Most often, creativity seems to be a modern day paradox that is all about receiving attention amidst the creative project and for the creative output. I believe creativity's original intention, with the ego removed, has been lost within the chaos.
I'm going out on a limb and say most people don't even consider doing yoga in their backyards. Even among yogi friends, it's a rare bird that takes a mat outdoors to soak in the treasures summer serves up on the lawn.
Here are five writers who have helped me survive -- poets and spiritual teachers, some who have known depression intimately. Use their words as you like. Disregard what doesn't speak to you. This is not a self-improvement program, only a suggested reading list. Ask for help. You are not alone.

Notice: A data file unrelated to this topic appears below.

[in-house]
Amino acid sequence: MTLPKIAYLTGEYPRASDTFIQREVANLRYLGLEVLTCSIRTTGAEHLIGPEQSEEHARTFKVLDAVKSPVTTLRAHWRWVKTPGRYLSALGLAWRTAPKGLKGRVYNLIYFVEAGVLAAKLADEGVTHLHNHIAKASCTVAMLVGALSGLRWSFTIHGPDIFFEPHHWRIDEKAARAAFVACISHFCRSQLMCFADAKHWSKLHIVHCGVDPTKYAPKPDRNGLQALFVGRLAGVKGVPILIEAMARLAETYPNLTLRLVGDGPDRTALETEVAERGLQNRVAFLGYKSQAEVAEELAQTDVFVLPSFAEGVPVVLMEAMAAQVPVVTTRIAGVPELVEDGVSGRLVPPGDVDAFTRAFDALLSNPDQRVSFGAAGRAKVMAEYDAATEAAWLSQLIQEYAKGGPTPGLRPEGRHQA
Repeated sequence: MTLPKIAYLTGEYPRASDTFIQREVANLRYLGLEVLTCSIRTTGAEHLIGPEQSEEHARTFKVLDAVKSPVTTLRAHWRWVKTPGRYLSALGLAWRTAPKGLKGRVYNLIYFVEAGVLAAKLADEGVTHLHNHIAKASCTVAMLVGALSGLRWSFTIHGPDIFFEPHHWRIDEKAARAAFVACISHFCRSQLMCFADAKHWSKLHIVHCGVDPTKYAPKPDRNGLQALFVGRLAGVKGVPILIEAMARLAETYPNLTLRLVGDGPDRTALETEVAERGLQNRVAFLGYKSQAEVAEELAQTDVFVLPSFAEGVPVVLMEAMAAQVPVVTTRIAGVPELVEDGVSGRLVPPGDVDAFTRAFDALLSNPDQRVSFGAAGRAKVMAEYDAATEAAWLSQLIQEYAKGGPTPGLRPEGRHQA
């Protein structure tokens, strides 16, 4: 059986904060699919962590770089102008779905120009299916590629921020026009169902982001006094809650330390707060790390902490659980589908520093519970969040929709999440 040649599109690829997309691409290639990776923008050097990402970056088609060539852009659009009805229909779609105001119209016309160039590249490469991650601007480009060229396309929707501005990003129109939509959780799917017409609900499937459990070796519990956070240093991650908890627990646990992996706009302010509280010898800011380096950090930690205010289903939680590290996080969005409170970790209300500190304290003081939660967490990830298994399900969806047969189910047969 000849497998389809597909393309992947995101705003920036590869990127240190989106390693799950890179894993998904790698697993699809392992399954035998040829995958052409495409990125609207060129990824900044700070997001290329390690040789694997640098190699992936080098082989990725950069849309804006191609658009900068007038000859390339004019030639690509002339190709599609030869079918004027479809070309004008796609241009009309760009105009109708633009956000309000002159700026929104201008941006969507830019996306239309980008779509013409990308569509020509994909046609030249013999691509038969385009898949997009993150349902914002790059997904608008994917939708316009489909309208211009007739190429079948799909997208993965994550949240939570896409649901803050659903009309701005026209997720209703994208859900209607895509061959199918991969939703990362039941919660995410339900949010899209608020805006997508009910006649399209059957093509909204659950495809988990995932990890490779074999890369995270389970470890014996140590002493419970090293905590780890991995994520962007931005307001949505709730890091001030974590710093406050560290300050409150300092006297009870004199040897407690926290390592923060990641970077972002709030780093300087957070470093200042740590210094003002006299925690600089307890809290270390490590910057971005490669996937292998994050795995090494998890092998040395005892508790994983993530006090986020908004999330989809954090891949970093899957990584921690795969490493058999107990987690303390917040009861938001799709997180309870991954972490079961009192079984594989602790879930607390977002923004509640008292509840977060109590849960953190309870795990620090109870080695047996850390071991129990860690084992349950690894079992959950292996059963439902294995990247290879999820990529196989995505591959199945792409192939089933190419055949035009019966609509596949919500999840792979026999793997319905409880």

If anyone could predict which books will sell, publishing wouldn't be the dumb business it really is. Publishers have always made their livings guessing, pretending we have fingers on the pulse of what readers want and need.
"What do you write about?" I'm often asked. The answer, um, is I, uh, write about myself, which automatically puts me in the company of Kim Kardashian, Paris Hilton, and others who exude the belief that their lives are of inherent interest to others.
The poet Ellen Bass writes as a human being who shudders with the immensity, the worry, the love of being alive. She writes to connect with other human beings who shudder in their own way but may not have the words to say so.
Grieving openly serves the important function of assuring ourselves and others that it is normal, and temporary, and part of a full and authentic life. Only suppressed grief threatens one's mental health.
What makes this story timeless? While some are convinced Carroll's story was political, the deeper dimension has to do with identity crisis, something our ancestors faced before each developmental leap.